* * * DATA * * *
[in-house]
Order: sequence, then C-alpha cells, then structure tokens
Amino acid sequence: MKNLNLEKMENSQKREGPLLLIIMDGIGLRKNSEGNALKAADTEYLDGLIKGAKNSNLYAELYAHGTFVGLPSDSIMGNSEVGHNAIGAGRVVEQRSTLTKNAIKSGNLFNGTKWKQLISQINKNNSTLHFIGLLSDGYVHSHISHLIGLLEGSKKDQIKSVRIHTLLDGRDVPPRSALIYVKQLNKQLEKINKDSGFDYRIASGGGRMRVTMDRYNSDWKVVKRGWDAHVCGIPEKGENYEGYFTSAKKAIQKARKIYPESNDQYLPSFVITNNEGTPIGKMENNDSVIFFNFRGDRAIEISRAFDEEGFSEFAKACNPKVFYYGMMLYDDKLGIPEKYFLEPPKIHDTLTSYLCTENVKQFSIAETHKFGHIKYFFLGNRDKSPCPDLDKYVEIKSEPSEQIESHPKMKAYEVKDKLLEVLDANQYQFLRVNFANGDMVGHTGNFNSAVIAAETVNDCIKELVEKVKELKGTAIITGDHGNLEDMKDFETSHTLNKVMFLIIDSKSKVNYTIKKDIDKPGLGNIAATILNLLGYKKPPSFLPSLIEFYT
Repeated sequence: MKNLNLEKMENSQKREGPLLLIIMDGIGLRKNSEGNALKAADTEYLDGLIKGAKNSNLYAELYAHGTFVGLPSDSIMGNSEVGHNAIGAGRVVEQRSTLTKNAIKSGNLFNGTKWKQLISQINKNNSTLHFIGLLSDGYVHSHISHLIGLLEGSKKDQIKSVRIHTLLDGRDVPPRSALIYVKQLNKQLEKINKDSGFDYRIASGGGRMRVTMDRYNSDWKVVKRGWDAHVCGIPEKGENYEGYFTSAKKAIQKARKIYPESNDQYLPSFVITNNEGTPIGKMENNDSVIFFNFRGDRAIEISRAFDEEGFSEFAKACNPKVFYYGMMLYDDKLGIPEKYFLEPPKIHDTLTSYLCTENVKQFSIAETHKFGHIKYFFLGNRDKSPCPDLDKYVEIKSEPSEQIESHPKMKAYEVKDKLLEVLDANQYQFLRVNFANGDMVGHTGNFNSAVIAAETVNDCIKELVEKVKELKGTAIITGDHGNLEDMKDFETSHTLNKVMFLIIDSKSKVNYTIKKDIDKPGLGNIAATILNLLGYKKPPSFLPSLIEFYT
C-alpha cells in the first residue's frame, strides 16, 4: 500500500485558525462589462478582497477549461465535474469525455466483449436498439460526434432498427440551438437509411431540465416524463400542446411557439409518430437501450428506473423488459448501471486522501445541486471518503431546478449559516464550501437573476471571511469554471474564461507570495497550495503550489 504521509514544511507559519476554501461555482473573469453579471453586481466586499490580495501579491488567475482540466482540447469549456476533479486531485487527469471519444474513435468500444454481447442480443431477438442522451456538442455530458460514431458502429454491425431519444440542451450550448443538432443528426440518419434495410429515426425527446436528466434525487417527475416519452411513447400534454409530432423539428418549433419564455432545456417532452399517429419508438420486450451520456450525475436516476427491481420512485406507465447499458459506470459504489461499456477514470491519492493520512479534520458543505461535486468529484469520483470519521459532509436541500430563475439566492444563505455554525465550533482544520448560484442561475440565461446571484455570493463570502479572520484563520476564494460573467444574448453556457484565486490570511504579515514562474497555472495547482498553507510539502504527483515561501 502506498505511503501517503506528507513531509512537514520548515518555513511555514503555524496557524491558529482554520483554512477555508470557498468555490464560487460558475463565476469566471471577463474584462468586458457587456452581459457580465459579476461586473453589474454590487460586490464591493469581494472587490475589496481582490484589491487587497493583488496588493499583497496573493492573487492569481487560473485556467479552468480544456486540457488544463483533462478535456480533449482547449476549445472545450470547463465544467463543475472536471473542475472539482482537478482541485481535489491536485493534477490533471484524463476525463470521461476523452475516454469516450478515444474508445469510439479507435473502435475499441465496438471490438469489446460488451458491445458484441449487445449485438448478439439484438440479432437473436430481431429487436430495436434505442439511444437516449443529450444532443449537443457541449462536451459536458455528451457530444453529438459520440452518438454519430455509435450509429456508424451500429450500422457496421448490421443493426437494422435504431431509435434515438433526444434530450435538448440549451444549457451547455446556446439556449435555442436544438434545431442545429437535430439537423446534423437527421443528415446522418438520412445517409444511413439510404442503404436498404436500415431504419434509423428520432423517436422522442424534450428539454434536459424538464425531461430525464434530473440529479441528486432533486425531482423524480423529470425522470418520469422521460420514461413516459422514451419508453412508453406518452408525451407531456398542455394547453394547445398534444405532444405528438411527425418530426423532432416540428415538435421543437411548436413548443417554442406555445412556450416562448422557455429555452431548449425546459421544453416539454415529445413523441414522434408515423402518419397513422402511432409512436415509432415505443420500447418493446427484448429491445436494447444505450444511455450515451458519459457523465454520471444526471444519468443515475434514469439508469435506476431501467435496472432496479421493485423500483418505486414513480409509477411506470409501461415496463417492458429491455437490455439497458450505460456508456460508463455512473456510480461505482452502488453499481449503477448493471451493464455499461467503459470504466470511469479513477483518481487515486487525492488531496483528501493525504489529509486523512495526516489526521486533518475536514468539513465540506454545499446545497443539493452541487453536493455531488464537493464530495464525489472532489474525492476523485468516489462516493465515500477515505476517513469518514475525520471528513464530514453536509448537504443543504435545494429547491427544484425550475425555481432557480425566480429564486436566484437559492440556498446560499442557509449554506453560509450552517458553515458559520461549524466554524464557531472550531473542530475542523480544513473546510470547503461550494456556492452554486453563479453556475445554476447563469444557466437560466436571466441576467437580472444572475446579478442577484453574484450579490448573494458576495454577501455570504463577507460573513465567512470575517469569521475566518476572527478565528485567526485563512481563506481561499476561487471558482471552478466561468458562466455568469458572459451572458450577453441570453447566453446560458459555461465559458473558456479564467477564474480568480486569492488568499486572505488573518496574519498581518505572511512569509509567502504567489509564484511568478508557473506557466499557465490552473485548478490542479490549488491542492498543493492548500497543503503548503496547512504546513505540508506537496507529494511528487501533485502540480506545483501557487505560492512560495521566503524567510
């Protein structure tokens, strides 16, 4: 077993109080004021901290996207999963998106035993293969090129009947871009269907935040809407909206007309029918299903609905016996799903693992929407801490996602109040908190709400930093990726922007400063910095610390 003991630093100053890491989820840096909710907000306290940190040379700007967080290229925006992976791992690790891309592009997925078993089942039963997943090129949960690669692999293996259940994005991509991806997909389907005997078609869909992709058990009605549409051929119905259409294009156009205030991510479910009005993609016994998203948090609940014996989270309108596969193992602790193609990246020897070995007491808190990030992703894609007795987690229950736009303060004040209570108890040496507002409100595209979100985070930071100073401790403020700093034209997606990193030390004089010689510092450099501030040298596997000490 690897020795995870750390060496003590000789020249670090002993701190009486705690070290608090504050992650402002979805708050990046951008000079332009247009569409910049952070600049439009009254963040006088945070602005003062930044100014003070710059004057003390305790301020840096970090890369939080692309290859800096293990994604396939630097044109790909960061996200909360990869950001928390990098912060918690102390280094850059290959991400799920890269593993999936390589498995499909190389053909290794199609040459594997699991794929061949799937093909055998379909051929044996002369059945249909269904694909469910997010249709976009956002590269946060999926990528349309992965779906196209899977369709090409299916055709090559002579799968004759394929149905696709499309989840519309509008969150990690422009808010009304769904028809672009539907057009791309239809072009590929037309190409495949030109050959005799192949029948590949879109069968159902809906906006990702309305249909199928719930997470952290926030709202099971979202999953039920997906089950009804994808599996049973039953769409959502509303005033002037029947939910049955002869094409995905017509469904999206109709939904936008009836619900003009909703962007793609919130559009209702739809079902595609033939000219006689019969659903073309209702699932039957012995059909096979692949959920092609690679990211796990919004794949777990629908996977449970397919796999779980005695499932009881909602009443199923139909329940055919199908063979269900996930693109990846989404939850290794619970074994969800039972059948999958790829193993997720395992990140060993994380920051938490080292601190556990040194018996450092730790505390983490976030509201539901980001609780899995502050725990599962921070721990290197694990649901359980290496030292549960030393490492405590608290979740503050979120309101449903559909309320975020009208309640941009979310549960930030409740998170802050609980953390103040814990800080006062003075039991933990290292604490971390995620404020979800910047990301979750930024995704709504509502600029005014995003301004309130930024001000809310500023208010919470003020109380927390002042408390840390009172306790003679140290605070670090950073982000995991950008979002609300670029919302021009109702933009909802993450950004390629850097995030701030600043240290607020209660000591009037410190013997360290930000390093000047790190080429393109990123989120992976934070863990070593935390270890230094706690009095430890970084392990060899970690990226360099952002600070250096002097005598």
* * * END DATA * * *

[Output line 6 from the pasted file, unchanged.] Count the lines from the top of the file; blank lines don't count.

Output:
């Protein structure tokens, strides 16, 4: 077993109080004021901290996207999963998106035993293969090129009947871009269907935040809407909206007309029918299903609905016996799903693992929407801490996602109040908190709400930093990726922007400063910095610390 003991630093100053890491989820840096909710907000306290940190040379700007967080290229925006992976791992690790891309592009997925078993089942039963997943090129949960690669692999293996259940994005991509991806997909389907005997078609869909992709058990009605549409051929119905259409294009156009205030991510479910009005993609016994998203948090609940014996989270309108596969193992602790193609990246020897070995007491808190990030992703894609007795987690229950736009303060004040209570108890040496507002409100595209979100985070930071100073401790403020700093034209997606990193030390004089010689510092450099501030040298596997000490 690897020795995870750390060496003590000789020249670090002993701190009486705690070290608090504050992650402002979805708050990046951008000079332009247009569409910049952070600049439009009254963040006088945070602005003062930044100014003070710059004057003390305790301020840096970090890369939080692309290859800096293990994604396939630097044109790909960061996200909360990869950001928390990098912060918690102390280094850059290959991400799920890269593993999936390589498995499909190389053909290794199609040459594997699991794929061949799937093909055998379909051929044996002369059945249909269904694909469910997010249709976009956002590269946060999926990528349309992965779906196209899977369709090409299916055709090559002579799968004759394929149905696709499309989840519309509008969150990690422009808010009304769904028809672009539907057009791309239809072009590929037309190409495949030109050959005799192949029948590949879109069968159902809906906006990702309305249909199928719930997470952290926030709202099971979202999953039920997906089950009804994808599996049973039953769409959502509303005033002037029947939910049955002869094409995905017509469904999206109709939904936008009836619900003009909703962007793609919130559009209702739809079902595609033939000219006689019969659903073309209702699932039957012995059909096979692949959920092609690679990211796990919004794949777990629908996977449970397919796999779980005695499932009881909602009443199923139909329940055919199908063979269900996930693109990846989404939850290794619970074994969800039972059948999958790829193993997720395992990140060993994380920051938490080292601190556990040194018996450092730790505390983490976030509201539901980001609780899995502050725990599962921070721990290197694990649901359980290496030292549960030393490492405590608290979740503050979120309101449903559909309320975020009208309640941009979310549960930030409740998170802050609980953390103040814990800080006062003075039991933990290292604490971390995620404020979800910047990301979750930024995704709504509502600029005014995003301004309130930024001000809310500023208010919470003020109380927390002042408390840390009172306790003679140290605070670090950073982000995991950008979002609300670029919302021009109702933009909802993450950004390629850097995030701030600043240290607020209660000591009037410190013997360290930000390093000047790190080429393109990123989120992976934070863990070593935390270890230094706690009095430890970084392990060899970690990226360099952002600070250096002097005598």